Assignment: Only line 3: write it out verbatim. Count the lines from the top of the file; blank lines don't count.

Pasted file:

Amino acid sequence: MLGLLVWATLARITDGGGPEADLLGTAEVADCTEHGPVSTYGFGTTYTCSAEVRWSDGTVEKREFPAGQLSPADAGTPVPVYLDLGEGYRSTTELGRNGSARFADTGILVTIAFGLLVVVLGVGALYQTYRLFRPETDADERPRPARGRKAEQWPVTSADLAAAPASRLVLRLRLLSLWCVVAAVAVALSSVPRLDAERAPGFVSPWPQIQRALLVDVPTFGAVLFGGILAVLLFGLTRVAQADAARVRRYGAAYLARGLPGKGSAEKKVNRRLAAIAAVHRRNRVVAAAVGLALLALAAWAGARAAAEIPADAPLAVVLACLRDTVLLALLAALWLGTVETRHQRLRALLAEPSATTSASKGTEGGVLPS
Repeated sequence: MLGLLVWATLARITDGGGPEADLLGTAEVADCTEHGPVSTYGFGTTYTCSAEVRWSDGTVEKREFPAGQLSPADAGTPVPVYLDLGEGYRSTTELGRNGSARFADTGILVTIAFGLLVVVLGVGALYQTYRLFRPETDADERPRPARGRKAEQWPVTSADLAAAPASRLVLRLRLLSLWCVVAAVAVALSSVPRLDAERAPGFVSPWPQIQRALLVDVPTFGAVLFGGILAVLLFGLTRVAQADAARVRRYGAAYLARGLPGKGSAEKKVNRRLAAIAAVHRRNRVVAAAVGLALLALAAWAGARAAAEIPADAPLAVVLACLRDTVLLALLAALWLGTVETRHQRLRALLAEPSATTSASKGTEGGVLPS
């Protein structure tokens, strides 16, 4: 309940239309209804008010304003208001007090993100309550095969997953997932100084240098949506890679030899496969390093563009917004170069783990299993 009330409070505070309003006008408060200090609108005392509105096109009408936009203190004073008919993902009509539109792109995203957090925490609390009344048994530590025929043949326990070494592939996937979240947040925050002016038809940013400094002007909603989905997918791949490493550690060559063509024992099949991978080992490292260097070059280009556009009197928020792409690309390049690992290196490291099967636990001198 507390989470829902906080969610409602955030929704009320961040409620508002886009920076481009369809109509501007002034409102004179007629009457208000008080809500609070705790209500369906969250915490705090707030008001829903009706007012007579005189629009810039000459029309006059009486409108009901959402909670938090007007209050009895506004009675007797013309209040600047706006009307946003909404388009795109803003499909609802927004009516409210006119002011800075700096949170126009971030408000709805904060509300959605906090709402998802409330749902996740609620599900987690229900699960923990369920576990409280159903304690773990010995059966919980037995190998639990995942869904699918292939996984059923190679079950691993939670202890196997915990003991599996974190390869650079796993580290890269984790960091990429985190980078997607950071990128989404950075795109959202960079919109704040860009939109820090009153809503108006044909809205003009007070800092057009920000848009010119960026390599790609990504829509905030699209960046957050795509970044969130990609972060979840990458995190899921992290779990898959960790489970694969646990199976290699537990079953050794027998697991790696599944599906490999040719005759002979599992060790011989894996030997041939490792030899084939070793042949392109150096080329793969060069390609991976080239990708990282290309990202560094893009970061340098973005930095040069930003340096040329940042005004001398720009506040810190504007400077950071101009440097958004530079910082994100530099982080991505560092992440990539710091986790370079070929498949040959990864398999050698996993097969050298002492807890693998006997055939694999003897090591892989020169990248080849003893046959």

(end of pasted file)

């Protein structure tokens, strides 16, 4: 309940239309209804008010304003208001007090993100309550095969997953997932100084240098949506890679030899496969390093563009917004170069783990299993 009330409070505070309003006008408060200090609108005392509105096109009408936009203190004073008919993902009509539109792109995203957090925490609390009344048994530590025929043949326990070494592939996937979240947040925050002016038809940013400094002007909603989905997918791949490493550690060559063509024992099949991978080992490292260097070059280009556009009197928020792409690309390049690992290196490291099967636990001198 507390989470829902906080969610409602955030929704009320961040409620508002886009920076481009369809109509501007002034409102004179007629009457208000008080809500609070705790209500369906969250915490705090707030008001829903009706007012007579005189629009810039000459029309006059009486409108009901959402909670938090007007209050009895506004009675007797013309209040600047706006009307946003909404388009795109803003499909609802927004009516409210006119002011800075700096949170126009971030408000709805904060509300959605906090709402998802409330749902996740609620599900987690229900699960923990369920576990409280159903304690773990010995059966919980037995190998639990995942869904699918292939996984059923190679079950691993939670202890196997915990003991599996974190390869650079796993580290890269984790960091990429985190980078997607950071990128989404950075795109959202960079919109704040860009939109820090009153809503108006044909809205003009007070800092057009920000848009010119960026390599790609990504829509905030699209960046957050795509970044969130990609972060979840990458995190899921992290779990898959960790489970694969646990199976290699537990079953050794027998697991790696599944599906490999040719005759002979599992060790011989894996030997041939490792030899084939070793042949392109150096080329793969060069390609991976080239990708990282290309990202560094893009970061340098973005930095040069930003340096040329940042005004001398720009506040810190504007400077950071101009440097958004530079910082994100530099982080991505560092992440990539710091986790370079070929498949040959990864398999050698996993097969050298002492807890693998006997055939694999003897090591892989020169990248080849003893046959």